since you couldn't type commands right into the machine but click around with 
the mouse instead. It took some time until I discovered some really usable 
development software for it. What were your experiences and impressions when you 
changed to the ST?

ggn: So-so. The GEM desktop had a big impact for me (especially the graf_growbox
/ movebox / shrinkbox routines!), ST BASIC was crap. I missed a bit the ability
to have an interpreter ready when I boot the machine, but soon I found stuff to
do with it, as I started buying ST User and its coverdisks, which were worth
their weight in gold for me then, as I couldn't find any software. After about 6
months a guy I knew at Atari Greece made me a copy of GFA BASIC (yes, I admit it
:( ), and more importantly, its manual. That gave me an enormous thrust, I
learned stuff constantly and ideas kept popping up. After about one year from
then ST User did a 6-part article about 3D and included GenST with it. It was
shit, but I had an assembler at hand!

So, to summarise a bit: I didn't regret switching from my 800XL to STE (although
I missed the DLI and the hardware sprites ;) My course was similar to yours,
meaning that it took me a while to get hold of cool software. And no, I didn't
sell my 800XL to buy the ST. I had both machines for about a year, then my
parents forced me to sell it because of the space it occupied :(BTW Spectrum
suxxx ;)

cxt: Ok if you insist on it. Just make sure you don't meet Nexus 6 or me at a 
scene event :). Hmmm, and while we are talking of things that suck, as far as I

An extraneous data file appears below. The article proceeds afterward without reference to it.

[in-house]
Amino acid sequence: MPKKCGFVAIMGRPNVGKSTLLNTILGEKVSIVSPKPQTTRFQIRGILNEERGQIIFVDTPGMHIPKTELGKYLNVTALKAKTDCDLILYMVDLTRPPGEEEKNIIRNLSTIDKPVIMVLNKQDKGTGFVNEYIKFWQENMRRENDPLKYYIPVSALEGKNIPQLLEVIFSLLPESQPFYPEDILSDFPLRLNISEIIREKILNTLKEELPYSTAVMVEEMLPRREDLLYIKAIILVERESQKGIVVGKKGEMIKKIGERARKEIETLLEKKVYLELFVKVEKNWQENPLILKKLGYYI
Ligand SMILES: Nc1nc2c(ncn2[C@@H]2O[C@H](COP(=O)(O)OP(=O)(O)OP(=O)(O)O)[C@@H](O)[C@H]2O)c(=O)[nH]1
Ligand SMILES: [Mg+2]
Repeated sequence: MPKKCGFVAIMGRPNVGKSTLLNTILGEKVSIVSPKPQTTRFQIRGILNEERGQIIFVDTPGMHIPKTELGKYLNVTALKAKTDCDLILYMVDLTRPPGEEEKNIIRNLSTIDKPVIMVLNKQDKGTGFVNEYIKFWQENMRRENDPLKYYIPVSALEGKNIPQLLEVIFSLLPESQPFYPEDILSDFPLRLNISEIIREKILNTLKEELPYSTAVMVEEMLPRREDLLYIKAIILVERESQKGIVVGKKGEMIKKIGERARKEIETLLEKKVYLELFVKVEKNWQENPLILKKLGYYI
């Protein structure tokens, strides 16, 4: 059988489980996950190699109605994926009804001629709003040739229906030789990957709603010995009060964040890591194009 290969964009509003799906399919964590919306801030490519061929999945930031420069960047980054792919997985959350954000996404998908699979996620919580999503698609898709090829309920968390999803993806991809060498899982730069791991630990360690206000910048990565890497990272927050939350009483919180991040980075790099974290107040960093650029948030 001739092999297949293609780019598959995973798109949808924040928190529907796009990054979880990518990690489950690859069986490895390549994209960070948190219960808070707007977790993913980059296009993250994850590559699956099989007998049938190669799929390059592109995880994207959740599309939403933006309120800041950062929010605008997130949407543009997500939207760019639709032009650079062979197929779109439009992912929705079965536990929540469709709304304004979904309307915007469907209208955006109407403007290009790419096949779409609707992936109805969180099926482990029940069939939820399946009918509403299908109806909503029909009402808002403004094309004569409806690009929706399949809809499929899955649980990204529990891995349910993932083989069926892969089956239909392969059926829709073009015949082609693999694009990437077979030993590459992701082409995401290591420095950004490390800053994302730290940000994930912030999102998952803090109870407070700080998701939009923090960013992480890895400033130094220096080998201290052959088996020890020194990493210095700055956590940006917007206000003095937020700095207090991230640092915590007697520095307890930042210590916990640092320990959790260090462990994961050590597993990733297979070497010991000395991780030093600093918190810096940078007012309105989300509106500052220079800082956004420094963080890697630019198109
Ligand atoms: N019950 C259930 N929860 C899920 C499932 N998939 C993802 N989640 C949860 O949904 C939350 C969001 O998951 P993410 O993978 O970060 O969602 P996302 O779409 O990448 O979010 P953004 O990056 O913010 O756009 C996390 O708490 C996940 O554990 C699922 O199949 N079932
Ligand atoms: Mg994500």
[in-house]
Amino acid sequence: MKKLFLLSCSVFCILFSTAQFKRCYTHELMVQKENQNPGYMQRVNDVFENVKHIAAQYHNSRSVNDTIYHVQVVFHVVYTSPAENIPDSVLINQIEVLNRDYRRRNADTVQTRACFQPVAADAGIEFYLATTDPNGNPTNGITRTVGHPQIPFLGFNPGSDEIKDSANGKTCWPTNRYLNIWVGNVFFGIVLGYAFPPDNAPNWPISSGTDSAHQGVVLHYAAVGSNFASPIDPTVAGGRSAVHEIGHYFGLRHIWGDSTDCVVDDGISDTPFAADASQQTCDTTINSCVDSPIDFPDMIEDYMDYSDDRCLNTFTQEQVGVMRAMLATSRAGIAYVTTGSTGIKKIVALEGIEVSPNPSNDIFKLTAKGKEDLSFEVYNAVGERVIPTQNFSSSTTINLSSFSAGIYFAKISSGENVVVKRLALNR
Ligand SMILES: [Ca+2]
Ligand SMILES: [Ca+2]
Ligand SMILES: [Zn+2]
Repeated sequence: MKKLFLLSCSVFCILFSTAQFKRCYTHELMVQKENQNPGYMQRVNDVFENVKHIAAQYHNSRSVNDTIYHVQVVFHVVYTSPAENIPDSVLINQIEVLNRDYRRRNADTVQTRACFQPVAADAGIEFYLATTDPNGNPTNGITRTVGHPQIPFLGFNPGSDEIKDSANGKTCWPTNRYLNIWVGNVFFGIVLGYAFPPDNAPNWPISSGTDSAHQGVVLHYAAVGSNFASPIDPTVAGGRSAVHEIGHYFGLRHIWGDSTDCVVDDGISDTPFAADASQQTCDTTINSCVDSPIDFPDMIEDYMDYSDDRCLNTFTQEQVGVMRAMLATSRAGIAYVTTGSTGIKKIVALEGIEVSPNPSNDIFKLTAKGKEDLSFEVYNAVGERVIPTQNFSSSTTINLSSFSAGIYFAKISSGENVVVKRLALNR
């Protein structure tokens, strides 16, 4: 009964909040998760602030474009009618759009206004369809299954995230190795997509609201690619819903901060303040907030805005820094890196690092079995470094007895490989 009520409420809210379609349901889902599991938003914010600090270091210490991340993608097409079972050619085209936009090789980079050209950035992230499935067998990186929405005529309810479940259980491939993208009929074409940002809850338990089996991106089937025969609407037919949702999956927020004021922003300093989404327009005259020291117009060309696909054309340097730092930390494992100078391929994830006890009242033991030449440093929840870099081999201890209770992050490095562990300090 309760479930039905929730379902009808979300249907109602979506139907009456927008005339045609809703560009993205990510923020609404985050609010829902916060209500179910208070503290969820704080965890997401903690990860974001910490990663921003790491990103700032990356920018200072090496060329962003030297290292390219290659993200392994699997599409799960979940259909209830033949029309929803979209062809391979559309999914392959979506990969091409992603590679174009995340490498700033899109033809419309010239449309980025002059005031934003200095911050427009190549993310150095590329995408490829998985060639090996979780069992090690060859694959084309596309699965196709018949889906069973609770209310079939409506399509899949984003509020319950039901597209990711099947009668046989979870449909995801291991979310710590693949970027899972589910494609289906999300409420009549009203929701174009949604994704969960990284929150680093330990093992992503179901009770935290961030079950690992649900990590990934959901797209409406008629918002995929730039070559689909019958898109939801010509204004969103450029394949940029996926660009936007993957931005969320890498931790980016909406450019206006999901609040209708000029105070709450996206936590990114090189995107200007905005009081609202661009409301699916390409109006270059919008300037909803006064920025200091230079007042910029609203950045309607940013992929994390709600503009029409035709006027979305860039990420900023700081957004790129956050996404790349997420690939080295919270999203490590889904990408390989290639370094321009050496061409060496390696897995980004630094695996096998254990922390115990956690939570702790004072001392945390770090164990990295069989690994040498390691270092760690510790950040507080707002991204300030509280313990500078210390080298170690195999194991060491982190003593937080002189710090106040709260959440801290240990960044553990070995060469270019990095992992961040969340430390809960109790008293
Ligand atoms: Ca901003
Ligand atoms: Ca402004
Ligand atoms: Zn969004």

remember the Greek government banned all video games from public places in 
summer 2002. What happened to that law? Did the EU force them to withdraw the 
law yet or is it still in charge?

ggn: As far as I know the law is still in effect (although I'm not too informed
on political news), because no bar/club/amusement park has arcade machines. Net
cafes started popping up again though.

cxt: How did the law affect peoples life in Greece?

ggn: Well, the whole thing with this law started with the fruit machines and
internet cafes. I think that before the law came into existence, a
store/bar/etc. had to get a special permit to have fruit machines (why? Because
it's considered gambling I guess? Dunno). Then some shows on TV (you know, the
ones that do "shocking" "reports" showed some scenes where some bar owners had
some "special" arcade machines that converted to fruit machines at the touch of
a dip switch (so when the authorities came to check, they would hit that "panic"
dip switch and the machine would change back to being a duff game). Also, some
net cafes did something like that with online casino (I guess) and as the state
was unable to control the situation (because they're all a bunch of dipsticks),
they banned arcade machines and net cafes altogether, spoiling the fun for us
poor gamers.

At the time some of people that deserved it were hurt financially, but a lot of
innocent were forced to close, as they only had an honest arcade store. Great.